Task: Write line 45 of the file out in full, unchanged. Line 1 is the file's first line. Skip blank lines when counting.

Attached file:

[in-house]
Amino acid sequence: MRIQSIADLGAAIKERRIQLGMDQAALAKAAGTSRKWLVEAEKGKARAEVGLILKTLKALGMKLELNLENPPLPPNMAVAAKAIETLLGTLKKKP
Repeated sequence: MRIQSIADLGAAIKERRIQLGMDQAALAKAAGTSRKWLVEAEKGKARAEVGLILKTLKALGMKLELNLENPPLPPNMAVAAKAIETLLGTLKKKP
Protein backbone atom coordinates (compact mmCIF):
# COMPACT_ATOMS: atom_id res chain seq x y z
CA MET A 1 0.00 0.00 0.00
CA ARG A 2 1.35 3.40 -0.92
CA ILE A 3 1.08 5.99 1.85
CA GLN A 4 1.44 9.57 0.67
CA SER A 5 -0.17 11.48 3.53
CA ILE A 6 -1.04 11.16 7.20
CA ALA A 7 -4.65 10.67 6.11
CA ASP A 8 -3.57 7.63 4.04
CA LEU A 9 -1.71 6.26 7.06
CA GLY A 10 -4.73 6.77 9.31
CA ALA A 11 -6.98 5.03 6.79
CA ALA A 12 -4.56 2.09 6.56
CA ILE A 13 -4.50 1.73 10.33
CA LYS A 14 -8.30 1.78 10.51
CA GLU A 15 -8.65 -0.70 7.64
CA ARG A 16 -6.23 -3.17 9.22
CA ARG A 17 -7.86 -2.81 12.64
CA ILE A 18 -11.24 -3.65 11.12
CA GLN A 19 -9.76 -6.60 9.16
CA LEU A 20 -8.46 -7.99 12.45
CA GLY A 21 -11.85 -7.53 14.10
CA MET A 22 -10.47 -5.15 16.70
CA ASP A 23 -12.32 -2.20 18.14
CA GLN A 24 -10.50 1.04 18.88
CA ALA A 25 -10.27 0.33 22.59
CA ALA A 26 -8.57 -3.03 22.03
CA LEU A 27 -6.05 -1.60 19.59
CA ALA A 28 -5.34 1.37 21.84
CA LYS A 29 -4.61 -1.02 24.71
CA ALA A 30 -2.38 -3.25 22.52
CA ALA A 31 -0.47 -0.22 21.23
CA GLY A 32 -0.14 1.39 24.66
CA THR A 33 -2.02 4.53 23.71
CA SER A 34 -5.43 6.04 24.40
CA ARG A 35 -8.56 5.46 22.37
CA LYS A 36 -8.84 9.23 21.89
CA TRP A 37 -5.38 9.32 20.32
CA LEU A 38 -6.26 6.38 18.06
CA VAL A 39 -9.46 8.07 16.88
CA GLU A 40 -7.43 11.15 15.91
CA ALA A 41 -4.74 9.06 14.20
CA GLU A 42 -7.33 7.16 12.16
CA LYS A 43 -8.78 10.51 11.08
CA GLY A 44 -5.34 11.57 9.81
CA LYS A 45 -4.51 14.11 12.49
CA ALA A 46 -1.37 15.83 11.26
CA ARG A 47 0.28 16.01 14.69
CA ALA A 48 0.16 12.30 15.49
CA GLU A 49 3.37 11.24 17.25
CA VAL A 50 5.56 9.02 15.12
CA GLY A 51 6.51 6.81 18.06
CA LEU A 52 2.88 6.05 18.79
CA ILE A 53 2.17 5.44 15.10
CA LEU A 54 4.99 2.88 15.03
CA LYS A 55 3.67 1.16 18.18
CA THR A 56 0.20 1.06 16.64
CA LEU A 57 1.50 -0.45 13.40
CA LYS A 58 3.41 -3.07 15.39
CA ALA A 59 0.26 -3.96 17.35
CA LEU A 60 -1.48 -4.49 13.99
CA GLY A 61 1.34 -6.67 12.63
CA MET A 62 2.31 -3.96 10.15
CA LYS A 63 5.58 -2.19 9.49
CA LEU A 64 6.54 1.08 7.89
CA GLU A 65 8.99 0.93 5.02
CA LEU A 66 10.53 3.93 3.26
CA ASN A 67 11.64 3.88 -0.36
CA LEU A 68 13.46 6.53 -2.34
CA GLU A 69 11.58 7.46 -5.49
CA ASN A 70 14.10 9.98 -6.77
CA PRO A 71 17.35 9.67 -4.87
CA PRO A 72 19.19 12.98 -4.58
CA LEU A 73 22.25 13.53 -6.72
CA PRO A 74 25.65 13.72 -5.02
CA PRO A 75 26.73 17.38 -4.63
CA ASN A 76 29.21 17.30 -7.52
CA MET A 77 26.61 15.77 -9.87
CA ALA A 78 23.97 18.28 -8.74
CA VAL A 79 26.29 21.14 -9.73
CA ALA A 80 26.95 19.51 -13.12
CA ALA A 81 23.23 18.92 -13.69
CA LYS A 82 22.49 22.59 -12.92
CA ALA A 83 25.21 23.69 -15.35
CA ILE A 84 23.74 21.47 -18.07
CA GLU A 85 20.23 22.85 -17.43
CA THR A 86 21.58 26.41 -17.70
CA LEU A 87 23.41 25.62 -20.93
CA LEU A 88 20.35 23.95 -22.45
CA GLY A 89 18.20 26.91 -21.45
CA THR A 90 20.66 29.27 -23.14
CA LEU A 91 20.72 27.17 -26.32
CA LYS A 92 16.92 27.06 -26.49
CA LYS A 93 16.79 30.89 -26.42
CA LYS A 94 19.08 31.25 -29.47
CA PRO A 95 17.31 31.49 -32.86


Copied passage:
CA GLU A 40 -7.43 11.15 15.91